University of Washington
The magazine of the University of Washington School of Public Health

Regional Roundup

Our partners in the Northwest region are dedicated to improving public health practice. Here is a snapshot of state, local and tribal activities from our six-state region of Alaska, Idaho, Montana, Oregon, Washington and Wyoming.


The Exchange needle access location

Grassroots Syringe Access Program

Transmission of Hepatitis C has increased in some rural areas of Alaska by 490 percent in just the last few years. In Homer, Alaska, the nearest syringe access program is 220 miles away. Increasing rates of Hepatitis C among intravenous drug users sparked a grassroots community effort to create a local syringe access program in June 2016 through an all-volunteer staff, small grants, and nationwide online resources.

To date, this effort has provided over 19,390 free sterile syringes and 85 Narcan kits, needle disposal, on-site HIV and Hepatitis C testing, education and connection to additional resources and services. Called “The Exchange,” this community collaboration helped create the Southern Kenai Peninsula Opioid Task Force that now includes communities outside of Homer and aims to find local solutions to a national epidemic.


Woman showing a book to a baby

Expanding Home Visiting Programs

The Idaho State Legislature has granted local public health districts $1.6 million to expand home visiting programs, accommodating additional families in multiple counties.

This unique regional shared-services approach lends itself to providing services statewide to low-income families in rural and underserved areas. These services provide training and resources that promote positive parenting practices, family economic self-sufficiency and school readiness.

Between October 2016 and October 2017, 628 households participated in a home visiting program, with 927 total adults served, and 704 total children served. Statewide, retention rates of families staying in the programs are improving.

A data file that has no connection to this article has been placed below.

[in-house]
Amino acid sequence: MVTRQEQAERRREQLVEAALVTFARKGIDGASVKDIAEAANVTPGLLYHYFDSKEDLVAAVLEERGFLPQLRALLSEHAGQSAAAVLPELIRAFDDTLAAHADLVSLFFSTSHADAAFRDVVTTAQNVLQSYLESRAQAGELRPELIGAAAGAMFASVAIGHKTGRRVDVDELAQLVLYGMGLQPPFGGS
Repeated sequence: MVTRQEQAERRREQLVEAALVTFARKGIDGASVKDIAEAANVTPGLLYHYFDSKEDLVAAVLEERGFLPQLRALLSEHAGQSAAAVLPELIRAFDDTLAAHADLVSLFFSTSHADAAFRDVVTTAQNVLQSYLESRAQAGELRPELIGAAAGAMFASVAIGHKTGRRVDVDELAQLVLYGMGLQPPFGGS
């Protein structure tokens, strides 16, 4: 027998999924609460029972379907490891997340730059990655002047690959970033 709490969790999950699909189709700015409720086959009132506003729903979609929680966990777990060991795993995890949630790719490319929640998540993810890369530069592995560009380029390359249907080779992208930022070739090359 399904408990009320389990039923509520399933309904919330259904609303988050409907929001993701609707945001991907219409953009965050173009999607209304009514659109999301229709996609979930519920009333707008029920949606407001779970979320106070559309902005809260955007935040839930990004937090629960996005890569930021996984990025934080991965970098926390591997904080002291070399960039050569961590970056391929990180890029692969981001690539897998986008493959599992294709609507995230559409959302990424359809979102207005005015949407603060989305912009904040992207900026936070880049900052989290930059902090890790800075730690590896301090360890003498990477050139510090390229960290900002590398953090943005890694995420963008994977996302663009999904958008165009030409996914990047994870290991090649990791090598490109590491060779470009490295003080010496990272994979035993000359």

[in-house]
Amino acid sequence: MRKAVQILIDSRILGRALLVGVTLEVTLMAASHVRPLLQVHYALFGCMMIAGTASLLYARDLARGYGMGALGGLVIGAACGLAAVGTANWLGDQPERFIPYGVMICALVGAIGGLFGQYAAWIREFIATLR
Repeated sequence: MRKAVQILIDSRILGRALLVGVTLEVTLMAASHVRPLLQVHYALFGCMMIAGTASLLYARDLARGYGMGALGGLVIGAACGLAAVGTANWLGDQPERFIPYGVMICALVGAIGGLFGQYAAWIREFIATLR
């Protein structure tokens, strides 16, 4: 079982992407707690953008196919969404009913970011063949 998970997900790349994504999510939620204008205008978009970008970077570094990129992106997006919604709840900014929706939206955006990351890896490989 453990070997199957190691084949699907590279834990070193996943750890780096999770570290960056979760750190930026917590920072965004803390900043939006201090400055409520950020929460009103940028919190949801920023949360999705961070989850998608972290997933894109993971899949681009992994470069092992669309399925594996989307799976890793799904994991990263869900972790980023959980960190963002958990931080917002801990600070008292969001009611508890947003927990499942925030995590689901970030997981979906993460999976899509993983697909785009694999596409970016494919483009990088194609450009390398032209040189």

No smoking sign superimposed over full ashtray

An End to Ends

With e-cigarettes growing in popularity, Missoula, Montana, has banned the use of Juul and other vape devices indoors in public places.

To protect the public’s health and recognize the rights of non-smokers to breathe clean air, the Missoula City-County Health Department drafted a change to the 1999 Missoula Smoking Ordinance to include regulations on Electronic Nicotine Delivery Systems (ENDS), also called e-cigarettes or personal vaporizers. The department worked with the Missoula City Council, the Health Board and county commissioners to create language and regulations prohibiting the use of e-cigarettes in all enclosed public places and places of employment.

The policy change was approved in March 2018 and regulations are now enforced under the same provisions as the Montana Clean Indoor Air Act.


Woman standing in front of a wood stove

Exchanging Wood Stoves for Better Health

In Washington County, Oregon, one-third of households burn wood as a heat source. Many use older and uncertified wood stoves, which are inefficient and produce a high level of fine particle pollution that is dangerous for young children and people with existing respiratory conditions.

Washington County Public Health worked with city and county partners to adopt ordinances that prohibit burning wood on poor air quality days. Households using a wood stove as their sole source of heat are exempt. They also partnered with private businesses and local municipalities to offer rebates and grants to residents who replace their old wood stoves with new and cleaner-burning devices.